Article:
Because, with the exception of public sector contracts, it’s almost impossible to know when a pitch is going to happen.

A good New Business person can find out some stuff which might not be in the public domain by building up relationships and mining a limited number of clients, but the sheer volume of prospects agencies are targeting precludes us from employing enough New Business people to build up that type of personal relationship across the board.

This means that an agency marketing strategy is simple to describe but will expend a lot of time, effort and money to implement.

You have to meticulously gather the names, addresses and email addresses of all of your prospects and consistently build-up dialogue with them over a long period of time.

At IAS, We have a database of over 6000 UK B2B spenders and we target to communicate with them at least once a month. We use every club in the golf bag. PR, Trade Advertising, Books,  D Mail, Email, Events, Networking, Sales Promotion, Sponsorship, White Papers, Blogs, Social Marketing, levering award wins and anything else we can think of.

For the first six months of this new strategy, very little happened but as we’ve persevered, the phone started to ring more and more with clients asking us to pitch. And of course people are starting to talk about us and a snowball effect ensues.

This is not a particularly politically correct way to describe it but it’s a bit like Blitzkrieg, We blanket bomb our audience so we are assured of getting to the ones who are thinking of going to pitch.

This might sound a costly way of doing it, but its not. We spend barely 3% of our revenue.

The problem however is that Advertising Agencies are a greedy bunch of bastards who allocate no real marketing budget. Hands up those who have spent money with The Drum this year.

And – I would say this of course – most are not B2B savvy so they either don’t know or ignore the basics of B2B Marketing.

Over the years a few agencies have got a bit right; but not many.   My old agency SMARTS used to be good at it before Media Square re-invented it as a PR shop. (He would say that.  Ed.)

My old pal Mark Gorman, had the hang of it when he was MD of 1576 and in his consultancy career at Think Hard since. For example, Mark’s is the top marketing blog in Scotland.  (He said that to suck up and get his article published.  Ed.)

Another Scottish marketing consultant mate of mine was complaining recently that Mark got all the best consultancy projects going and couldn’t understand why.

I had to tell him in no uncertain terms that the fact clients had heard of Mark might have something to do with it.

The point I’m making here I think is an obvious one. Clients aren’t stupid and when they hear the old wah wah which agencies spout about marketing your way out of a recession, the least they’d expect is for us to practice what we preach.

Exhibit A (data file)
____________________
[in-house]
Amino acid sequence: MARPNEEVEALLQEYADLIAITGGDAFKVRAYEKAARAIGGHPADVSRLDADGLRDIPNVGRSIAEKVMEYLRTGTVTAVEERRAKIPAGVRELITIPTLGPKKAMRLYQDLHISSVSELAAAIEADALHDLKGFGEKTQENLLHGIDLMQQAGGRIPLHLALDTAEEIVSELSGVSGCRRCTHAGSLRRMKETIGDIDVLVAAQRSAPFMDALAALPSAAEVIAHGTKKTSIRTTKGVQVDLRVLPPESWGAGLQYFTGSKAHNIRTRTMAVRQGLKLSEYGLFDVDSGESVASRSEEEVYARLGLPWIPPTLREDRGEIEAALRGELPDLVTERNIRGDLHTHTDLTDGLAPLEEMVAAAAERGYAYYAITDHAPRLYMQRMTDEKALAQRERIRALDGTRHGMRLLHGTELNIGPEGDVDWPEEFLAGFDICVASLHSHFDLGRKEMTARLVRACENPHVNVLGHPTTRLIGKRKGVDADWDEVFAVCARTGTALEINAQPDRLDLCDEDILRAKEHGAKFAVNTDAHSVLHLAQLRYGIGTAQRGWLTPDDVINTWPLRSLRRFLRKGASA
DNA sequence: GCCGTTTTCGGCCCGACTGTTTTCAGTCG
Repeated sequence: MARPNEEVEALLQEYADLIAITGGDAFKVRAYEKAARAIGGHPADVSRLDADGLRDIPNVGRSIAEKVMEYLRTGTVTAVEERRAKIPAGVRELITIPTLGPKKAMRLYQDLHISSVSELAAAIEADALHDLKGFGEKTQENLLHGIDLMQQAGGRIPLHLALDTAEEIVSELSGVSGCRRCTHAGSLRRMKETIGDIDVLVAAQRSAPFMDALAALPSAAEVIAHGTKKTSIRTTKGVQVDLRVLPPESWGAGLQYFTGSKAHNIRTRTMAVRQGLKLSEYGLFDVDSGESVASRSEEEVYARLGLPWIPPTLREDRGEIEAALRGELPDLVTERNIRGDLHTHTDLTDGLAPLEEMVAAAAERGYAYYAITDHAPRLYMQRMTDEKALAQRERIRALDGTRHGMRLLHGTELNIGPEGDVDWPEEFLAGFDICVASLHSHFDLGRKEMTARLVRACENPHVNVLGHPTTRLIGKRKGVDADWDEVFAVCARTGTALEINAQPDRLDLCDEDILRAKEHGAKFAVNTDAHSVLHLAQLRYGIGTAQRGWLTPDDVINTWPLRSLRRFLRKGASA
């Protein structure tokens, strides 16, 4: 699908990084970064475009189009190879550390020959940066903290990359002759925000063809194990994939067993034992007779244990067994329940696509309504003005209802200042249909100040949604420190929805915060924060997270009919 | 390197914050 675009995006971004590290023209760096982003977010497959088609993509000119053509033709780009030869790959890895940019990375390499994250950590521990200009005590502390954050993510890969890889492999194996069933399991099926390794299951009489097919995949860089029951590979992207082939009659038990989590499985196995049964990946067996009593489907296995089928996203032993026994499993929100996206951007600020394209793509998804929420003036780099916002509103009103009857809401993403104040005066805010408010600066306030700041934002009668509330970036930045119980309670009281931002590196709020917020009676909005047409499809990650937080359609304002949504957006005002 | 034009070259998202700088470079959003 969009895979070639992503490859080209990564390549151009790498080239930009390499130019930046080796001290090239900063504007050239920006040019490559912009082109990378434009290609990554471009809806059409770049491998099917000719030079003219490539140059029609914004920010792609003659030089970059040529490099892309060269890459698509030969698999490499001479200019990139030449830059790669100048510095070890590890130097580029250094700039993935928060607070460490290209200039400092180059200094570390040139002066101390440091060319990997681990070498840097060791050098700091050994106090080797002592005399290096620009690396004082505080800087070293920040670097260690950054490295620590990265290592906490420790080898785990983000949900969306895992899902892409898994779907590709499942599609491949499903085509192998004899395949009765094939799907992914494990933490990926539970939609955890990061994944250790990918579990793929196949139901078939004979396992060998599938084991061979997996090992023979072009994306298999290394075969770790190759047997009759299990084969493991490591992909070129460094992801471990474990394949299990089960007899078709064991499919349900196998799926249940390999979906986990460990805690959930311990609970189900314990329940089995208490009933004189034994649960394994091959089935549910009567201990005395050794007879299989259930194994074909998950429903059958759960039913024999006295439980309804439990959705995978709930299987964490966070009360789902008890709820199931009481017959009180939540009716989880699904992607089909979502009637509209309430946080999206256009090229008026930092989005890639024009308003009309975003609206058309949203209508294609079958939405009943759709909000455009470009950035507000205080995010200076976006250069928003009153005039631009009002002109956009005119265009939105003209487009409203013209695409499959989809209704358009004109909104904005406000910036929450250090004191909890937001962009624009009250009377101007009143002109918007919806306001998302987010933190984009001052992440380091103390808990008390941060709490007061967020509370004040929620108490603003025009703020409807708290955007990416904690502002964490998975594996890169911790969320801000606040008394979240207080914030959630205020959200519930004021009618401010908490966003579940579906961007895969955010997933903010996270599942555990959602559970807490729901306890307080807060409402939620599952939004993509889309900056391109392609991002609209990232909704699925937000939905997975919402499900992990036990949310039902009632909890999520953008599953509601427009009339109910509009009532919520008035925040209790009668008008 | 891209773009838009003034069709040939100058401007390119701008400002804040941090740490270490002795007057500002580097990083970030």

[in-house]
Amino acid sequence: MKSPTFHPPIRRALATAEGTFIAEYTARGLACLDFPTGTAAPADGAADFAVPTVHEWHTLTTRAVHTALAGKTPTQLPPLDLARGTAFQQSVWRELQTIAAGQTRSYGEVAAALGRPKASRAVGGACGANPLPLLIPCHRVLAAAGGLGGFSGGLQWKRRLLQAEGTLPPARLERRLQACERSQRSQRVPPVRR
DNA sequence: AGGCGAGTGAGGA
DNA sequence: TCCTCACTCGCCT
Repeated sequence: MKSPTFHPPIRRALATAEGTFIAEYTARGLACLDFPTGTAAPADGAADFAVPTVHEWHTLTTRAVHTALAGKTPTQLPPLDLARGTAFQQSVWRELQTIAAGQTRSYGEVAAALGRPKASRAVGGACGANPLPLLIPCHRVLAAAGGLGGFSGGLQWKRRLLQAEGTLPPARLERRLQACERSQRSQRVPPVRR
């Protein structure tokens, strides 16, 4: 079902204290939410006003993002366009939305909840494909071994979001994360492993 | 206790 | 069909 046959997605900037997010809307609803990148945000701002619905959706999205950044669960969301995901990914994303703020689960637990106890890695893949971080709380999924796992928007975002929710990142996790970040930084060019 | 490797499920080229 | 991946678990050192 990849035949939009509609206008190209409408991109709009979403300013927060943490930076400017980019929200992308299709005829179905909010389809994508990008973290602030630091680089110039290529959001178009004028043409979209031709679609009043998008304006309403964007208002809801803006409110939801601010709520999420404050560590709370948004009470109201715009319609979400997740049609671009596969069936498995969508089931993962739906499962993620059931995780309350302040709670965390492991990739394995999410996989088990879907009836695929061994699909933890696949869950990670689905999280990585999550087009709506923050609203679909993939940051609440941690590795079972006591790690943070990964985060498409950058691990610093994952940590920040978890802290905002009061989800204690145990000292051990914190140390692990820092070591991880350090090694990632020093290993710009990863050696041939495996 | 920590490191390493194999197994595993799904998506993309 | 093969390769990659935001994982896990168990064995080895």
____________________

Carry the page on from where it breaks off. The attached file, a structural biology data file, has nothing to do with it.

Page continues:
Rob’s last point is a good one and regular readers of this blog will be aware of my involvement in this very practice with 60 Watt.  Here’s an example…


An online marketing experiment from the 90’s

Back in the day I effectively “commissioned” these films for use as viral mailers for our ad agency 1576.  My partners David and Adrian answered the brief to come up with something distinctive and daring and I felt that it would be hypocritical of me to knock them back.  After all I was often critical of our clients who weren’t ‘brave’ enough to buy challenging work.

So we went for it.  The ‘target audience’ was marketing directors who wanted work that would be noticed.  The first in the series was entitled ‘Bonk’.

I remember showing them with glee to my dad pointing out how challenging we were.  The look on his face said’ Mark you are a fucking idiot’ what he said was.  ‘Hmmm, not sure if thse will do you an awful lot of good really.’

And so to the second spot…’Exit’

We shot them in our client’s premises one Sunday at Granite House in Glasgow.  Direct Holidays it was.  funnily enough we lost the business not so long after.  The third in the series was ‘Toss’.  My personal favourite.

I took my kids to the shoot and they christened the man in the specially commissioned penis suit ‘Mr Mushroom Head’

To add longevity to the campaign we even made a seasonal spot.

But probably the most tasteless of the sorry and sordid episode was this closer…

But did it work you ask?

Put it this way.  My dad called it right.

We had several calls to remove names from databases.  Our competitot=rs captured them and allegedly sent them to clients before pitches asking if they really wanted to work with an agency that made self promotion trailers like this.

BUT.  We retained our integrity.  AND we certainly stood out.

Judge for yourselves.  I’d be interested to know, ten years later, what you REALLY thought at the time.